We made a few great trips. The best one was the farthest trip we planned – out to Pulau Tioman. As it turned out, Muthu was not only a great navigator, he also turned out to be a most entertaining travel-mate altogether. He was well informed, pointing out fishing villages and describing in details the common catch of fish, how they were grilled and other spots of interest. 
Having flown over many skies, witnessed spectacular sceneries and sunsets, having to flee from life-threatening hostile situations in the Congo from combat child-soldiers to having plunged hundreds of meters on deepsea diving trips, I have become blasé over the years. “Not much can set me on fire these days anymore and the sad thing is, I can’t do anything to change all this.” I declared matter-of-factly to my friends whenever I started to yawn as they excitedly relate their ‘adventurous’ 3-hour jungle trips. Premature ‘jadedness’ it was, until Muthu and I reached the airdrome of Pulau Tioman airport.

Tioman_runway
Pulau Tioman Airport Runway
Source: Wikipedia

In all my years flying, I had never seen such a complicated circuit, requiring focused maneuver – steep mountains, crosswinds, short turns and a unconventionally short runway. It presented such a challenge that, while drawing from my reserve of flying skills, my sloppy attitude got swept away immediately.

For the first time in a long while, adrenaline was pumping through my veins. The landing would be tough and utmost concentration was needed as the line between life and death was thin. Muthu, on the other hand, was the exemplary cool dude a la The Fonz in “Happy Days” – the difference being that Muthu has more stylish hair.
On downwind he trimmed the Cessna 172. Flaps and speed were set. “Now you just stay away from the mountain slopes. They are rather hard when you crash into them”, it sounded as if he was telling his wife he needed new shoes. I followed his instructions all the way and made a rather rough landing on the 992 meters runway. “Let’s do it again”, came through my headphone.
Perspiration was trickling down my back like the highest waterfall in the world: the Angel falls in Venezuela on which I wrote an article last year. The second landing was smooth as a soft boiled egg in the morning sun. A cup of coffee never tasted better, afterwards. Thank you, Muthu, for humbly planting my feet back on the ground, metaphorically.

Rob Hammink

The Flying Dutchman

Watch this clip to see a plane landing at tricky Pulau Tioman Airport Runway

ANDRÉ KUIPERS EN EEN CAPSULE NON STOP DE WERELD ROND..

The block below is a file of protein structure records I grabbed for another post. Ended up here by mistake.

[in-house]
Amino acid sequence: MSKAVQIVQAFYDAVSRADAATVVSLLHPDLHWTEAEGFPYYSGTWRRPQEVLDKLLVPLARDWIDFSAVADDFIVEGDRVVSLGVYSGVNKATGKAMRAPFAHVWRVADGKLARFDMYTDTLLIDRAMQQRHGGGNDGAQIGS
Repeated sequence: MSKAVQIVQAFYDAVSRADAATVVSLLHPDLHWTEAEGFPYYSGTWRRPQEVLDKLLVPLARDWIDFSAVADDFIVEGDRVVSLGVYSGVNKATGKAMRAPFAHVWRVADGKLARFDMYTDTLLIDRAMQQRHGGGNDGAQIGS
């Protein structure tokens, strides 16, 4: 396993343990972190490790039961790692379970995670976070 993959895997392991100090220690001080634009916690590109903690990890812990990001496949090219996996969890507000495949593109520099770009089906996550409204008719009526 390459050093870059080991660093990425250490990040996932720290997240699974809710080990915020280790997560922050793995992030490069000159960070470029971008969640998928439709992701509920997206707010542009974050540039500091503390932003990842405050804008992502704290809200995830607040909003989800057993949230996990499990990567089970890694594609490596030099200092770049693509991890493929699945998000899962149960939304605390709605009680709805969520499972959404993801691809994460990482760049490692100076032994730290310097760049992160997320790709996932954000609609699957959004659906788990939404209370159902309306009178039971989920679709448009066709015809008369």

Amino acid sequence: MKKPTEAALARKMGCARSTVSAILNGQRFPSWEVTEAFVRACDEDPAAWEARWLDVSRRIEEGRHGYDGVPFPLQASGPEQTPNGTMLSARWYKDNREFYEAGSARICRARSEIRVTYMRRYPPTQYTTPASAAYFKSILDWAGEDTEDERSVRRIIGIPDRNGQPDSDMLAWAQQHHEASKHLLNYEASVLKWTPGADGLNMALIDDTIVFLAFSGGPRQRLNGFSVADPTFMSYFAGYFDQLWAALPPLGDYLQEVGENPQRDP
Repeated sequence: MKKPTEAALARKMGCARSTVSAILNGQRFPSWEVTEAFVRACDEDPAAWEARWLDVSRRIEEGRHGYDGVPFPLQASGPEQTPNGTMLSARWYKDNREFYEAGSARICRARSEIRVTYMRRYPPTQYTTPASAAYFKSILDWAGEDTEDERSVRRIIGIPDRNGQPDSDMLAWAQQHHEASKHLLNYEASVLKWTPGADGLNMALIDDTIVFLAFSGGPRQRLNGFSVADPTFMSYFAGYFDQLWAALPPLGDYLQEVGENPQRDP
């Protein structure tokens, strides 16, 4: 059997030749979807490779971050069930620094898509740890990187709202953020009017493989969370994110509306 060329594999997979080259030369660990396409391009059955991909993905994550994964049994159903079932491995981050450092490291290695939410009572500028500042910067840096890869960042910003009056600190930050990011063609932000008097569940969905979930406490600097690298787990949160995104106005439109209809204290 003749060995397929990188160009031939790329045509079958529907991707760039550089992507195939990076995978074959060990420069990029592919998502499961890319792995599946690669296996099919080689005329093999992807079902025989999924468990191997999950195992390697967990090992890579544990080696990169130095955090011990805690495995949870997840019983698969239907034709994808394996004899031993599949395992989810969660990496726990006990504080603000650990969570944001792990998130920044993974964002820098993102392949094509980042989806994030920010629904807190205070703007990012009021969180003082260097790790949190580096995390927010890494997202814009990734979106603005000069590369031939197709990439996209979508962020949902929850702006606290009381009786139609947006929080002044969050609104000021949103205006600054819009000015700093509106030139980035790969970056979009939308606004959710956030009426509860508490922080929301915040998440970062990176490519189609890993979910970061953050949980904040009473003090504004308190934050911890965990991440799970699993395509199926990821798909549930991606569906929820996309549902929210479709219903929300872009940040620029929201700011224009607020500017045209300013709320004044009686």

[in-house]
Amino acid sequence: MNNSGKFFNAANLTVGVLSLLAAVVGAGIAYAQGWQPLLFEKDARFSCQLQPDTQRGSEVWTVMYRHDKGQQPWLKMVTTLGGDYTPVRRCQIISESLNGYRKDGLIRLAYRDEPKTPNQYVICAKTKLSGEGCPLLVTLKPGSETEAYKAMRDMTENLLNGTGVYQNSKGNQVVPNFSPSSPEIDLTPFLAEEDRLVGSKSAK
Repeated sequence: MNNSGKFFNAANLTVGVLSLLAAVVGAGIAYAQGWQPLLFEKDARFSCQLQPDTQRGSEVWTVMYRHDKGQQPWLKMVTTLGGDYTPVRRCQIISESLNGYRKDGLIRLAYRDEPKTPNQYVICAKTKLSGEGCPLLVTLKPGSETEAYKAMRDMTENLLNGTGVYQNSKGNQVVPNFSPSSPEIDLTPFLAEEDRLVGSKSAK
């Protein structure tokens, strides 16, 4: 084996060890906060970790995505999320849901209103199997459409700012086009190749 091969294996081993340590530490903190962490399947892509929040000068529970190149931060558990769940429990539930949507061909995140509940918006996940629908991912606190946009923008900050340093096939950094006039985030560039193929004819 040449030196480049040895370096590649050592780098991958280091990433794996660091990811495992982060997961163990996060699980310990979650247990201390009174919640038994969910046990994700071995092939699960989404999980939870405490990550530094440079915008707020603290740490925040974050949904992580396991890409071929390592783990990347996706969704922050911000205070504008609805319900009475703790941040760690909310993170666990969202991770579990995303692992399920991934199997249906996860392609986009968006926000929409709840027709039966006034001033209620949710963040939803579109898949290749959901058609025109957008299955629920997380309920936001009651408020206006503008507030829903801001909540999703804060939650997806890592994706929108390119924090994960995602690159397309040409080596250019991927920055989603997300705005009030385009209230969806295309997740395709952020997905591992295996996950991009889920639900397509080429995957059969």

In 1995 kwalificeerden André Kuipers en ik ons voor een prachtig avontuur: op 12 kilometer hoogte in een capsule non stop de wereld rond. O ja, hangend aan een zeventig meter hoge ballon. Dat bizarre plan kwam uit de koker van avonturier Henk Brink, die een wedloop was aangegaan met de Amerikaan Steve Fosset.
Zowel Kuipers als ik hadden gereageerd op een landelijke oproep. Brink had in jachtvlieger Wim Hageman al zijn tweede man gevonden, maar zocht nog een derde. Vliegers, militairen en gelukzoekers dromden in duizendtallen samen voor de Rai waar psychologische tests werden afgenomen. Slechts een groepje van twintig mannen kon door naar de Ardennen waar we werden getest op doorzettingsvermogen, claustrofobie en teamgeest.
Zowel Kuipers als ik vielen toen af. Het is minimaal ironisch dat Kuipers vele jaren later de zwaarste keuringen tot astronaut overleefde.
De ballon van Brink is voor deze ruimtereis overigens nooit van de grond gekomen.

OVER REPORTAGES

Tekst en foto’s.
Ik heb altijd geprobeerd om tussen de twee disciplines een natuurlijk huwelijk te sluiten. Lastig, soms. Zeker in gespannen situaties, wanneer tijd niet je beste vriend is. Schrijven is een exploderend proces: je hebt een onderwerp en dat werk je, jonglerend met woorden, uit. Daar moet je rust voor nemen. Fotograferen voltrekt zich langs de lijnen van de implosie: je hebt allerlei prikkels en die sla je in 1/15e van een seconde, of sneller, plat tot twee dimensies. Er zijn weinig journalisten die op beide fronten goed werk afleveren. Ik heb respect voor mensen die deze creatieve spagaat maken zonder dat het ene fenomeen onder het andere lijdt.

ABOUT MEDIA COVERAGE

Writing and taking pictures.
I have always tried to combine the two in a natural marriage which at times, can be difficult, especially in tense situations when time is of the essence and not acting as a friend in need. Writing is an exploding process: you have a subject which develops while you’re juggling with words. It takes a bit of time and ease of mind. Taking pictures on the other hand, is an imploding process: there are all kinds of stimuli and in 1/15e of a second or faster, you flatten them into two dimensions. There aren’t that many journalists that deliver great quality in both fields. I have great respect for people who are able to meet this creative challenge without having one phenomenon suffer from the other.